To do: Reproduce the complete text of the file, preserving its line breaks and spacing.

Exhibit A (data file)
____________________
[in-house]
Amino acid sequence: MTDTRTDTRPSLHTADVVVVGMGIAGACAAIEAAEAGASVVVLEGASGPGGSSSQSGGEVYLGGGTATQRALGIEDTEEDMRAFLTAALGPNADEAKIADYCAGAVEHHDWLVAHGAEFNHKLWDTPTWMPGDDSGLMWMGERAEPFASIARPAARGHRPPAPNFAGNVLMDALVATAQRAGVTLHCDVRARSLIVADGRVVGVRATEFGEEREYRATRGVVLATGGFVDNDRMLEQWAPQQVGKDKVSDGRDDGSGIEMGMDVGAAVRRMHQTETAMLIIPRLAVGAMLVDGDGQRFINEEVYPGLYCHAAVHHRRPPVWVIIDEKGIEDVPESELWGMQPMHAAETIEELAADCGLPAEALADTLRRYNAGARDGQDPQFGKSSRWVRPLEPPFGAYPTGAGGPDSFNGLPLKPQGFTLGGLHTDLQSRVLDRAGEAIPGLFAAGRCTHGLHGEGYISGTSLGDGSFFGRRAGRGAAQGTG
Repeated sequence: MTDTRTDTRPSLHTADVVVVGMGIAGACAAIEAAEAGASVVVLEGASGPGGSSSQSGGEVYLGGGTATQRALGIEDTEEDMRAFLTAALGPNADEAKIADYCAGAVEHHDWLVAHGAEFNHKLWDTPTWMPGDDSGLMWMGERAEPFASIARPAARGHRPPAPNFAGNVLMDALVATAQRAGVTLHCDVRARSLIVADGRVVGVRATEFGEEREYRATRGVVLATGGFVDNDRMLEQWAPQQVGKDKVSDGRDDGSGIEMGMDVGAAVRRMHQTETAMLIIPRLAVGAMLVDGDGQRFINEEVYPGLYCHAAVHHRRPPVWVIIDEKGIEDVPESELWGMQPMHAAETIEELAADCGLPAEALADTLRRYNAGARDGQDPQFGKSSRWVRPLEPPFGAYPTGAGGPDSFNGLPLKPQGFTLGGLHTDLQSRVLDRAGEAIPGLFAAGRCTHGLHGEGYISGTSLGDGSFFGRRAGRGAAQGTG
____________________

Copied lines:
[in-house]
Amino acid sequence: MTDTRTDTRPSLHTADVVVVGMGIAGACAAIEAAEAGASVVVLEGASGPGGSSSQSGGEVYLGGGTATQRALGIEDTEEDMRAFLTAALGPNADEAKIADYCAGAVEHHDWLVAHGAEFNHKLWDTPTWMPGDDSGLMWMGERAEPFASIARPAARGHRPPAPNFAGNVLMDALVATAQRAGVTLHCDVRARSLIVADGRVVGVRATEFGEEREYRATRGVVLATGGFVDNDRMLEQWAPQQVGKDKVSDGRDDGSGIEMGMDVGAAVRRMHQTETAMLIIPRLAVGAMLVDGDGQRFINEEVYPGLYCHAAVHHRRPPVWVIIDEKGIEDVPESELWGMQPMHAAETIEELAADCGLPAEALADTLRRYNAGARDGQDPQFGKSSRWVRPLEPPFGAYPTGAGGPDSFNGLPLKPQGFTLGGLHTDLQSRVLDRAGEAIPGLFAAGRCTHGLHGEGYISGTSLGDGSFFGRRAGRGAAQGTG
Repeated sequence: MTDTRTDTRPSLHTADVVVVGMGIAGACAAIEAAEAGASVVVLEGASGPGGSSSQSGGEVYLGGGTATQRALGIEDTEEDMRAFLTAALGPNADEAKIADYCAGAVEHHDWLVAHGAEFNHKLWDTPTWMPGDDSGLMWMGERAEPFASIARPAARGHRPPAPNFAGNVLMDALVATAQRAGVTLHCDVRARSLIVADGRVVGVRATEFGEEREYRATRGVVLATGGFVDNDRMLEQWAPQQVGKDKVSDGRDDGSGIEMGMDVGAAVRRMHQTETAMLIIPRLAVGAMLVDGDGQRFINEEVYPGLYCHAAVHHRRPPVWVIIDEKGIEDVPESELWGMQPMHAAETIEELAADCGLPAEALADTLRRYNAGARDGQDPQFGKSSRWVRPLEPPFGAYPTGAGGPDSFNGLPLKPQGFTLGGLHTDLQSRVLDRAGEAIPGLFAAGRCTHGLHGEGYISGTSLGDGSFFGRRAGRGAAQGTG